Initially, Kristina Jaramillo and Eric Gruber asked Christina Handy (VP of Account-Based Marketing) at FIS to be a guest on the podcast to talk about the enablement that’s needed to ensure stage progression and wins with target accounts, as Christina was responsible for deal support in past roles. But then we found out in pre-podcast conversations that ABM is treated as a privilege at FIS, which is very rare.
Listen to the podcast below to see how sales and marketing teams work together because ABM is treated as a privilege.
Here Are the Key Points from this ABM Done Right Podcast with Christina Handy:
- Many marketers, including Jarod Greene from Highspot, have previously mentioned on our ABM Done Right Podcasts that marketing should drive ABM and select target accounts. But then, we hear from others that this approach does not work because there is no follow-through with sales as there is no buy-in on those accounts. In a recent conversation, Jon Miller (CMO at Demandbase) said that sales should select ABM accounts. But through our experience, we found that sales will often select their wish list, and there is no rhyme or reason behind why those accounts should be pursued. At FIS, sales selects the accounts alongside marketing – and sales must build the case for why an account should be part of an ABM program. Sales may pick the accounts but there are marketing controls, and if sales does not do the pre-work and build the case, then the account will not be covered as ABM is treated as a privilege.
- ABM is a very high table-stakes offering that marketing is presenting to sales and it needs to be treated in that manner. To do ABM right, it requires large investments in time, resources, money and effort from all teams that are engaging in the program. In the case of FIS, sales are getting 1:1 support, and a body to help them from a marketing perspective on how they can GTM in an authentic, thoughtful, intentional and relevant way. ABM needs to be treated as a privilege otherwise, you’ll be sacrificing quality for quantity.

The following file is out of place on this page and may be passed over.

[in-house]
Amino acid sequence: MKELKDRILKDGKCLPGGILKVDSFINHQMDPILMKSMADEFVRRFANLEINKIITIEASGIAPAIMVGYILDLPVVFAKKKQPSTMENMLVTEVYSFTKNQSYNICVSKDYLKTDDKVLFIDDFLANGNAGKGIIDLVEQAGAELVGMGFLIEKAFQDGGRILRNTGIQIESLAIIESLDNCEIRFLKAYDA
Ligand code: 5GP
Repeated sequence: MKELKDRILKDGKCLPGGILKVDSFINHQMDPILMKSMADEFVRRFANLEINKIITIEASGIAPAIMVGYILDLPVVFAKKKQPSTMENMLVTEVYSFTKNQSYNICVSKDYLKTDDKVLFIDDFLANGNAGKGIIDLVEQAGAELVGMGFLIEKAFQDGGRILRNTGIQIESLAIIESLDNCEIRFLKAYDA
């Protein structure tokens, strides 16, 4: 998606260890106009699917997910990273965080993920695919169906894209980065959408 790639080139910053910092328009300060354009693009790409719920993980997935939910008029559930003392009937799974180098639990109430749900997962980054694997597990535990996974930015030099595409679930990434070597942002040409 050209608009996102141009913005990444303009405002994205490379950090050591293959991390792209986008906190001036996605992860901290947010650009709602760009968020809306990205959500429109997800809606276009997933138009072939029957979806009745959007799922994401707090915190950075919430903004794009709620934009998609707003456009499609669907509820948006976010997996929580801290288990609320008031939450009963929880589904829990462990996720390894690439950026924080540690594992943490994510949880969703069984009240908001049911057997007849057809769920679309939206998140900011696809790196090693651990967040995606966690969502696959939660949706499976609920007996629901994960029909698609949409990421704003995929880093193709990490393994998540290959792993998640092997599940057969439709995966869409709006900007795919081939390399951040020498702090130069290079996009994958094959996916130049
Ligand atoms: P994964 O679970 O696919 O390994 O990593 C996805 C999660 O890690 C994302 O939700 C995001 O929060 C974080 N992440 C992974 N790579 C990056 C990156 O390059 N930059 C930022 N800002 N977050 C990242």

- When you treat ABM as a privilege, sales and marketing teams focus on the interactions teams are having – and the experiences they are delivering vs. focusing on campaigns. They think about how they can position themselves as strategic partners to existing and future customers and provide them with content that will help them with their specific situation and their specific strategic priorities. Prospects must see themselves inside the story that’s being told – and this is not happening as ABM is not being treated as a privilege and sales and marketing teams are continuing to push out general content even though operational efficiency at one company can mean something totally different at another company.
- When ABM is treated as a privilege, you consider building deep personal relationships with the human buyers in the accounts you want to win. You think about being relevant across all levels: industry, company, department, persona, personal/individual, financial, operational and even the clients’ customers.
- When ABM is not treated as a privilege, you just build a pipeline and you miss the next steps after the pipeline is built. Many companies do not think about the secondary pieces and it’s why many come to us saying they’re challenged with accounts going dark after sales engagement. When you treat ABM as a privilege, both teams think about ABM for the full lifecycle of the target account. In our past ABM presentations, we talk about how buyers are left hanging in the middle of the buying journey and how ABM should be used to accelerate accounts to revenue. Click here to view our past events
After You Listen to the Podcast, Read This Article to See the Account-Based Enablement That Would Help Teams Get More Tier 1 Accounts to Revenue: